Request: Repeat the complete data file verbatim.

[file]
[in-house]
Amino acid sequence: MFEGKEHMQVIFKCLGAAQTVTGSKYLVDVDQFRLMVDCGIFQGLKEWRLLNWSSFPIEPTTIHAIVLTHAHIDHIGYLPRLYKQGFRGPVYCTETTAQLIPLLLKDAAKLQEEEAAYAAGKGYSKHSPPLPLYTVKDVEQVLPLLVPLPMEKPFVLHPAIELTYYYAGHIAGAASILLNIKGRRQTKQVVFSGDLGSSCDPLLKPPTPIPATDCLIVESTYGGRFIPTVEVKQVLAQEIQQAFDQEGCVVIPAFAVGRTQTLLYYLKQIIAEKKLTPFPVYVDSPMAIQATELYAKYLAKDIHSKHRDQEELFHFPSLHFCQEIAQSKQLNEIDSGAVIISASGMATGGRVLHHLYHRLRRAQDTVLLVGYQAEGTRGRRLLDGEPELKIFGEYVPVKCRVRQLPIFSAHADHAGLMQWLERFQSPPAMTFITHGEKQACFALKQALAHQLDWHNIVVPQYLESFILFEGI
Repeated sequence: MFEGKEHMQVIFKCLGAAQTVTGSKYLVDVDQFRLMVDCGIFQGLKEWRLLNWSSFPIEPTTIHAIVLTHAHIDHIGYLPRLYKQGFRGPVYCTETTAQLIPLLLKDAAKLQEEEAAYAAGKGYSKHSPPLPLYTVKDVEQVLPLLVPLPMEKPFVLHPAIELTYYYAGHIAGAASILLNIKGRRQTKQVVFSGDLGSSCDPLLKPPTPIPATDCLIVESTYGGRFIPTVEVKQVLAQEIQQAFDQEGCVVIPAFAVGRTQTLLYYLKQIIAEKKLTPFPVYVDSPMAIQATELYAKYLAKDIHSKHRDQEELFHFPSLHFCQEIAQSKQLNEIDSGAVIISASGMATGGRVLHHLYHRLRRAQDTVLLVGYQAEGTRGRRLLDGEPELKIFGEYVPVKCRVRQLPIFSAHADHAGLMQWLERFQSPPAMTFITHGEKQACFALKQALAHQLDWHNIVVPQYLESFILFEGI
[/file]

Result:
[in-house]
Amino acid sequence: MFEGKEHMQVIFKCLGAAQTVTGSKYLVDVDQFRLMVDCGIFQGLKEWRLLNWSSFPIEPTTIHAIVLTHAHIDHIGYLPRLYKQGFRGPVYCTETTAQLIPLLLKDAAKLQEEEAAYAAGKGYSKHSPPLPLYTVKDVEQVLPLLVPLPMEKPFVLHPAIELTYYYAGHIAGAASILLNIKGRRQTKQVVFSGDLGSSCDPLLKPPTPIPATDCLIVESTYGGRFIPTVEVKQVLAQEIQQAFDQEGCVVIPAFAVGRTQTLLYYLKQIIAEKKLTPFPVYVDSPMAIQATELYAKYLAKDIHSKHRDQEELFHFPSLHFCQEIAQSKQLNEIDSGAVIISASGMATGGRVLHHLYHRLRRAQDTVLLVGYQAEGTRGRRLLDGEPELKIFGEYVPVKCRVRQLPIFSAHADHAGLMQWLERFQSPPAMTFITHGEKQACFALKQALAHQLDWHNIVVPQYLESFILFEGI
Repeated sequence: MFEGKEHMQVIFKCLGAAQTVTGSKYLVDVDQFRLMVDCGIFQGLKEWRLLNWSSFPIEPTTIHAIVLTHAHIDHIGYLPRLYKQGFRGPVYCTETTAQLIPLLLKDAAKLQEEEAAYAAGKGYSKHSPPLPLYTVKDVEQVLPLLVPLPMEKPFVLHPAIELTYYYAGHIAGAASILLNIKGRRQTKQVVFSGDLGSSCDPLLKPPTPIPATDCLIVESTYGGRFIPTVEVKQVLAQEIQQAFDQEGCVVIPAFAVGRTQTLLYYLKQIIAEKKLTPFPVYVDSPMAIQATELYAKYLAKDIHSKHRDQEELFHFPSLHFCQEIAQSKQLNEIDSGAVIISASGMATGGRVLHHLYHRLRRAQDTVLLVGYQAEGTRGRRLLDGEPELKIFGEYVPVKCRVRQLPIFSAHADHAGLMQWLERFQSPPAMTFITHGEKQACFALKQALAHQLDWHNIVVPQYLESFILFEGI